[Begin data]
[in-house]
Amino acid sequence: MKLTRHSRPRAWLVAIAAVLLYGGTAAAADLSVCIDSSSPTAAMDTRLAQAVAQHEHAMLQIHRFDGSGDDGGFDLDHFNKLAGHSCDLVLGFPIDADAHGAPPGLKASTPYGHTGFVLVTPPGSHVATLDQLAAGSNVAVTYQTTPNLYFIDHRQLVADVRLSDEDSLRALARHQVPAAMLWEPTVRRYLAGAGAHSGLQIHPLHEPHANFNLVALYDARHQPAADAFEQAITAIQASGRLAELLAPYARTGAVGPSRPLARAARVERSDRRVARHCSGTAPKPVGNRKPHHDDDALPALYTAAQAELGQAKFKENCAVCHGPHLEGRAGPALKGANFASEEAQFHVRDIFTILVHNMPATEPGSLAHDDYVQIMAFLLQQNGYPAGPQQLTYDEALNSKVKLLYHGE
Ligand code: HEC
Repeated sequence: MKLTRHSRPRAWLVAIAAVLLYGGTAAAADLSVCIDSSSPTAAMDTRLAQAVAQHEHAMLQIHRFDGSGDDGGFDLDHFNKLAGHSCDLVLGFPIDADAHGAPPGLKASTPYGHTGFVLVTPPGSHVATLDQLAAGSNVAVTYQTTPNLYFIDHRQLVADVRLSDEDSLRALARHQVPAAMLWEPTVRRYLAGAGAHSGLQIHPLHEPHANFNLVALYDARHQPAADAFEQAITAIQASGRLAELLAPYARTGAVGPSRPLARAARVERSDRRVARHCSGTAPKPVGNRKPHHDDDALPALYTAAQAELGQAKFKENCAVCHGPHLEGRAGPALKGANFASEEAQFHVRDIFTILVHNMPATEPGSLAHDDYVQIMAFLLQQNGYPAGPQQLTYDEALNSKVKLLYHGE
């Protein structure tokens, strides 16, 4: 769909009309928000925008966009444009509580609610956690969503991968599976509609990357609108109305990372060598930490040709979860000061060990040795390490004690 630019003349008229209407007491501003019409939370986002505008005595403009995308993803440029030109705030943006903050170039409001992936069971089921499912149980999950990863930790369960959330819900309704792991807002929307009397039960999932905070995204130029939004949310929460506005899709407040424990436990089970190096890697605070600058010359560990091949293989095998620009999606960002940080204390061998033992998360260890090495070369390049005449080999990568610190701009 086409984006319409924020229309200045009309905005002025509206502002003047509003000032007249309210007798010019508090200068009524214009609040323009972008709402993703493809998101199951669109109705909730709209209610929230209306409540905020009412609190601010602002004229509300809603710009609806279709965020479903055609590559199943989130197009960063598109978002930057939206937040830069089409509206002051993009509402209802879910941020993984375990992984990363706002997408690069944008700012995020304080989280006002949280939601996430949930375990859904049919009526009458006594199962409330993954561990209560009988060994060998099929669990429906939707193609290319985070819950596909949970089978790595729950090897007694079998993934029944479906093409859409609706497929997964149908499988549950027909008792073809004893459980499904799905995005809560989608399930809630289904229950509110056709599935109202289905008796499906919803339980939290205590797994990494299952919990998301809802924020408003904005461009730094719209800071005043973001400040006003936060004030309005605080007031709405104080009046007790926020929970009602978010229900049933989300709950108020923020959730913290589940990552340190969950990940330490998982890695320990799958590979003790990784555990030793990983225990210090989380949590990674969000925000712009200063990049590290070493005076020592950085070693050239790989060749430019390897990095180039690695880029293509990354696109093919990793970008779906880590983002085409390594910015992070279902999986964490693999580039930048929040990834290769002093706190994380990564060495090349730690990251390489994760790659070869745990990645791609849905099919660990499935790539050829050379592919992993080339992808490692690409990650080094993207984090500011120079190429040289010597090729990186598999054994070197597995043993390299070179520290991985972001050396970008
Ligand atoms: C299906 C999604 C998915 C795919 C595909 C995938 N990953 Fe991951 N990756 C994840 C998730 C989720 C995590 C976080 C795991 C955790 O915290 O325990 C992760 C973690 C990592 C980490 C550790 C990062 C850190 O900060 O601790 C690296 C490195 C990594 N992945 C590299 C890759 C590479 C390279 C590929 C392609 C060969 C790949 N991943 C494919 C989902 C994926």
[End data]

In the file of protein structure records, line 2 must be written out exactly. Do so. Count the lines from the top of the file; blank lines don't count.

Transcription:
Amino acid sequence: MKLTRHSRPRAWLVAIAAVLLYGGTAAAADLSVCIDSSSPTAAMDTRLAQAVAQHEHAMLQIHRFDGSGDDGGFDLDHFNKLAGHSCDLVLGFPIDADAHGAPPGLKASTPYGHTGFVLVTPPGSHVATLDQLAAGSNVAVTYQTTPNLYFIDHRQLVADVRLSDEDSLRALARHQVPAAMLWEPTVRRYLAGAGAHSGLQIHPLHEPHANFNLVALYDARHQPAADAFEQAITAIQASGRLAELLAPYARTGAVGPSRPLARAARVERSDRRVARHCSGTAPKPVGNRKPHHDDDALPALYTAAQAELGQAKFKENCAVCHGPHLEGRAGPALKGANFASEEAQFHVRDIFTILVHNMPATEPGSLAHDDYVQIMAFLLQQNGYPAGPQQLTYDEALNSKVKLLYHGE